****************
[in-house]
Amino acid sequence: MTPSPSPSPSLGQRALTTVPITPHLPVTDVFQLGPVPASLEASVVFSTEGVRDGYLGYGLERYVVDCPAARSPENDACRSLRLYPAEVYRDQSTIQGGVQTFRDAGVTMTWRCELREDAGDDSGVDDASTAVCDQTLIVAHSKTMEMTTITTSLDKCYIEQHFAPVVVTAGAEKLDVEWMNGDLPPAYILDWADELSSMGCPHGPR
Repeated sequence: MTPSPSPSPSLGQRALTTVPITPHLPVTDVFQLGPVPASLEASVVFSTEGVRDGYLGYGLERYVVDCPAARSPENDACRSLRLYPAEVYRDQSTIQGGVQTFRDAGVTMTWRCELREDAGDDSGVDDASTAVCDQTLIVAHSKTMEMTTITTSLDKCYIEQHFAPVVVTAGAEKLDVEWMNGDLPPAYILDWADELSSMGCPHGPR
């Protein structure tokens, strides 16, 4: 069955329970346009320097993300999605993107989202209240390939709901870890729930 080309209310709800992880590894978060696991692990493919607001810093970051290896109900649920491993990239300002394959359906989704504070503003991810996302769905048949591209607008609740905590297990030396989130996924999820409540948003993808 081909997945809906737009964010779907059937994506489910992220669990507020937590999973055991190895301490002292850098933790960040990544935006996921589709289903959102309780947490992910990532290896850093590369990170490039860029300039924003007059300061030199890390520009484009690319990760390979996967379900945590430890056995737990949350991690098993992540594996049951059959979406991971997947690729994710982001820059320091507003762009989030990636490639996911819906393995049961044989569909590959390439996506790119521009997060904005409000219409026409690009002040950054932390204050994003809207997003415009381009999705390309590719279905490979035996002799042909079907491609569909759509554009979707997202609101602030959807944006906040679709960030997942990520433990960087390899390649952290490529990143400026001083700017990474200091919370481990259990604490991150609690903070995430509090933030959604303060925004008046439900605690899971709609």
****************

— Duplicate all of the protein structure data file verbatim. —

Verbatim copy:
[in-house]
Amino acid sequence: MTPSPSPSPSLGQRALTTVPITPHLPVTDVFQLGPVPASLEASVVFSTEGVRDGYLGYGLERYVVDCPAARSPENDACRSLRLYPAEVYRDQSTIQGGVQTFRDAGVTMTWRCELREDAGDDSGVDDASTAVCDQTLIVAHSKTMEMTTITTSLDKCYIEQHFAPVVVTAGAEKLDVEWMNGDLPPAYILDWADELSSMGCPHGPR
Repeated sequence: MTPSPSPSPSLGQRALTTVPITPHLPVTDVFQLGPVPASLEASVVFSTEGVRDGYLGYGLERYVVDCPAARSPENDACRSLRLYPAEVYRDQSTIQGGVQTFRDAGVTMTWRCELREDAGDDSGVDDASTAVCDQTLIVAHSKTMEMTTITTSLDKCYIEQHFAPVVVTAGAEKLDVEWMNGDLPPAYILDWADELSSMGCPHGPR
């Protein structure tokens, strides 16, 4: 069955329970346009320097993300999605993107989202209240390939709901870890729930 080309209310709800992880590894978060696991692990493919607001810093970051290896109900649920491993990239300002394959359906989704504070503003991810996302769905048949591209607008609740905590297990030396989130996924999820409540948003993808 081909997945809906737009964010779907059937994506489910992220669990507020937590999973055991190895301490002292850098933790960040990544935006996921589709289903959102309780947490992910990532290896850093590369990170490039860029300039924003007059300061030199890390520009484009690319990760390979996967379900945590430890056995737990949350991690098993992540594996049951059959979406991971997947690729994710982001820059320091507003762009989030990636490639996911819906393995049961044989569909590959390439996506790119521009997060904005409000219409026409690009002040950054932390204050994003809207997003415009381009999705390309590719279905490979035996002799042909079907491609569909759509554009979707997202609101602030959807944006906040679709960030997942990520433990960087390899390649952290490529990143400026001083700017990474200091919370481990259990604490991150609690903070995430509090933030959604303060925004008046439900605690899971709609």